Use landscape for scenes that include elements like barns, fences, even grazing animals. 

Portrait mode is fun. If you don't have a tripod make sure your subject sits still or substitute portrait mode with action mode.

Close-Up/Macro is one of my favorite settings. I use it primarily for flowers, let's see what you can come up with.

I'd love to see some night shots of city streets or neon signs or continuous action shots. 

Don't limit yourself to my suggestions. This is your personal challenge.

Post your favorite photos from this Challenge to your online photo account. Paste your #1 favorite photo's url into the "TinyURL" link in the top right column of this blog to shorten the url.


will look like this on TinyURL:

Post the link from "TinyURL" into the comment section of this post so we can view your photos and share your success. 

Tell us about your experience taking this Challenge. It will be fun to read!

Any questions? Leave a comment in the comments section of this post. 

Saturday, April 16, 2011

I've received a MEME! It's more exciting than getting an Oscar!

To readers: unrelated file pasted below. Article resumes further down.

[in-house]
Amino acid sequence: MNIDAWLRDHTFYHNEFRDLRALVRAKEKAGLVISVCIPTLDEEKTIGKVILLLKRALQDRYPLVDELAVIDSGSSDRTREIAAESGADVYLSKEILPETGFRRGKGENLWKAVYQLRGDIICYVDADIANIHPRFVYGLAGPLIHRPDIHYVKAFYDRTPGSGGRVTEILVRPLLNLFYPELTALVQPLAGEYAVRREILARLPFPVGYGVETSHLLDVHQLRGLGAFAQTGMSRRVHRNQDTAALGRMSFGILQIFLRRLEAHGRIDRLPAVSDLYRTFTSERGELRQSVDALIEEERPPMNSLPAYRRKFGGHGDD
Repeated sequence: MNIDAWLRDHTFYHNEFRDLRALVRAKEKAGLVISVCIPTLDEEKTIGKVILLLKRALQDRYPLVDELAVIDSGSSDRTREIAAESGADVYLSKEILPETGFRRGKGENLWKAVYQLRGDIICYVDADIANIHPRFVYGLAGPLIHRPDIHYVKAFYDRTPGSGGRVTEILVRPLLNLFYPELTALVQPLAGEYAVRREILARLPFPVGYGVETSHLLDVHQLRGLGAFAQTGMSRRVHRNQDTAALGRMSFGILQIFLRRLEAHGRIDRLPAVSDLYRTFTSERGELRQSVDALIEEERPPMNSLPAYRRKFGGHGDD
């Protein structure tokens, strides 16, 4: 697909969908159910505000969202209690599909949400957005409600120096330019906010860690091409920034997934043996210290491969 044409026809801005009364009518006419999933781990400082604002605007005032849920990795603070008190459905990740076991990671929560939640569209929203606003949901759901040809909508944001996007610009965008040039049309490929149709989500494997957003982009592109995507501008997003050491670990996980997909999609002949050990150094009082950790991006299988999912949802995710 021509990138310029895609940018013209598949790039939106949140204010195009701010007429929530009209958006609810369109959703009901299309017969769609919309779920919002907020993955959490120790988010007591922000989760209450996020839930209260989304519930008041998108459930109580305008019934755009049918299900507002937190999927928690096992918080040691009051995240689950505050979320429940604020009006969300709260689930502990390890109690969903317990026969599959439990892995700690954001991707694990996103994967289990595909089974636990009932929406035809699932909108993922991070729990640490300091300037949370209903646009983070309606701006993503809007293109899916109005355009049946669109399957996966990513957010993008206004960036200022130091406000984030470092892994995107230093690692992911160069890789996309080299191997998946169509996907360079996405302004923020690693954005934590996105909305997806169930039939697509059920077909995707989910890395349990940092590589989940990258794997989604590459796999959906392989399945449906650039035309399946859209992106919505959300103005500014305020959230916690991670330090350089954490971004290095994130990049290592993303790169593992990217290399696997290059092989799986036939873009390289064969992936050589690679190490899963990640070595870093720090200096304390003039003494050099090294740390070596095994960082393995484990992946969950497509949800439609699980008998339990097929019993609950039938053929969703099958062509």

Tag–I’m it. Melissa, author of the blog Depth, has tagged me with a MEME. I am to answer a few questions about myself then pass the MEME on to other bloggers I enjoy. It’s a fun, getting to know you, assignment.

Here goes:

1. If you could go back in time to relive one moment, what would it be?

I must cheat a bit and say it would be the birth of my two sons-hence two moments. Holding my new infants then raising my boys was the most amazing experience I've ever encountered. They are now incredible, wonderful, loving adults.

My 2 sons -early 1900s,  Fuji print film scanned to computer

2. If you could go back in time and change one thing, what would it be?

I would have met my second husband much earlier in life which would give us, hopefully, more years together. We have been married 19 years and I believe we grow closer and more in love every year.

My wonderful hubby - Summer, 2010

3. What movie or TV character do you think you resemble most in personality?

I’d like to think Katharine Hepburn for her sense of the absurd, ability to laugh at herself, strength of character and kindness to others.

Katharine Hepburn

4. Which TV or movie character would you like to be?

That would be Audrey Hepburn for her humanitarian work with UNICEF, her grace, charm and compassion.

Audrey Hepburn